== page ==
Jason Sudeikis once starred in a comedy sketch to promote football on NBC (or rather, soccer as Americans insist on calling it). The premise of An American Coach in London is that an American football coach, Ted Lasso, has been hired to coach football in the UK.
Ted Lasso fumbles at every turn, failing to understand the rules of socc…football, the number of countries in the UK, and anything really. It’s one of the most hilarious sketches ever made. It was followed up by a second promotional skit. Both ended up going viral, with a combined 30 million views at the time of writing. More skits have been made using the character, to varying degrees of quality.
Then they decided to make an entire TV series out of it. 3 seasons in fact. How did they manage to stretch this concept out for that long? And why is it so good?
A New TV Series
Ted Lasso is a comedy series, but is also perhaps one of the most wholesome TV shows out there. The premise is made more believable: Ted Lasso is hired by the owner of a fictional football team because the owner is purposefully trying to sabotage it. We see from the first episode how insane everyone thinks this move is. Because it is. Even Coach Beard, Lasso’s best friend, exclaims, “This is nuts”.
We get introduced to characters who seem to fit the typical tropes you might get in a series about football. The evil boss and her loyal minion, the “it” girl, the diva footballer who thinks he’s god’s gift, the angry and bitter football captain past his prime. We think we know what to expect with these characters.
But this show subverts our expectations and humanises all of these characters and more. It shows how first impressions aren’t everything, and at their core, most of these characters are good people who screw up. Except for Rupert. He’s a bastard down to his very core.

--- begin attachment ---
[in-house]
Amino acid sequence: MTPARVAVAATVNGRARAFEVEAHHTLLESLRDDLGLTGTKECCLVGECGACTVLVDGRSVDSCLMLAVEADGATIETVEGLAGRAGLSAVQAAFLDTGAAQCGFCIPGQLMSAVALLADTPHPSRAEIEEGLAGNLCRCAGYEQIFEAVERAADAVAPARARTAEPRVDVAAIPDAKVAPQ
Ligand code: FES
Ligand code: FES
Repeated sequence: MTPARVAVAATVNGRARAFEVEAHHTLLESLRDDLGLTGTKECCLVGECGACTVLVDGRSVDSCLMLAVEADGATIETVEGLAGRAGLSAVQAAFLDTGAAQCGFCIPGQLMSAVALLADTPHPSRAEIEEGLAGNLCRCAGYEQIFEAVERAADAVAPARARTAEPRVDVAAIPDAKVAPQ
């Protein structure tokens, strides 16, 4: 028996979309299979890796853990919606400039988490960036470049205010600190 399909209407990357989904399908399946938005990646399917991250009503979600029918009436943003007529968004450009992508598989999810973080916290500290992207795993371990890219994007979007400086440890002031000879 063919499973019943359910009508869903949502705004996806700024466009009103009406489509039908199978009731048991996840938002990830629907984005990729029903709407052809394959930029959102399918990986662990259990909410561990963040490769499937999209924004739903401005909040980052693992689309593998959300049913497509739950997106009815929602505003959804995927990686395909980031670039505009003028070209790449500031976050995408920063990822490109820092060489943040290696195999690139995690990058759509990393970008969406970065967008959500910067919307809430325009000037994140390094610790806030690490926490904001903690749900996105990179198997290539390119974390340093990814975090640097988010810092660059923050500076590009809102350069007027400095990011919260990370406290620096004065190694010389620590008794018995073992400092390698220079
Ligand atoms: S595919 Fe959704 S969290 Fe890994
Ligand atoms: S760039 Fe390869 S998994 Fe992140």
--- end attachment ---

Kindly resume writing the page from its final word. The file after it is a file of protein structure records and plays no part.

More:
Ted Lasso himself isn’t portrayed as idiotic as he is in the original sketches. He’s a fish out of water and he is definitely confused by a lot. He is met with a lot of hostility, from the media, the public, and even from the team he’s supposed to coach. But he is a good coach, even if he’s coaching the wrong sport.
The third episode where he spends time with Trent Crimm, The Independent, tells us the true premise of the TV series. It’s about making these people the best versions of themselves. And as the show goes on we see every character grow with Lasso’s influence. But we also see Lasso grow under the influence of everyone else. They don’t all become the best versions of themselves by the end, but they are at least on the right path to getting there.
The third season falters a bit, but I still think it’s worth watching until the end. Some of my favourite episodes are there, and the conclusion to the story is more than satisfying.
I think, for me at least, the man strength of the show is how it deals with masculinity. Footballers are often seen as the most masculine in our society, and that can sometimes feed into a culture of toxic masculinity. But this show attacks toxic masculinity while still showing how true masculinity can be a good thing. These characters can be vulnerable, be in love, have panic attacks, and can even break down sobbing. And yet they are never show to be any less of a person because of it.
The result of these moments is that they support each other and build each other back up, just as a real friends, real family should. If you see a man crying you don’t tell them to suck it up. A real man wouldn’t hesitate to him a hug and the support he needs. And he doesn’t care what anyone else thinks when he does this.
At the end of the day, this is the most wholesome of TV shows. It’s a show that made me question how I look at others. It showed me I should always look for the positive in people, even if it’s not there on the surface. In rare cases you may not find it (you’re still a bastard, Rupert), but for 99% of people you will.
To end, I’ll repeat the title: you should watch Ted Lasso.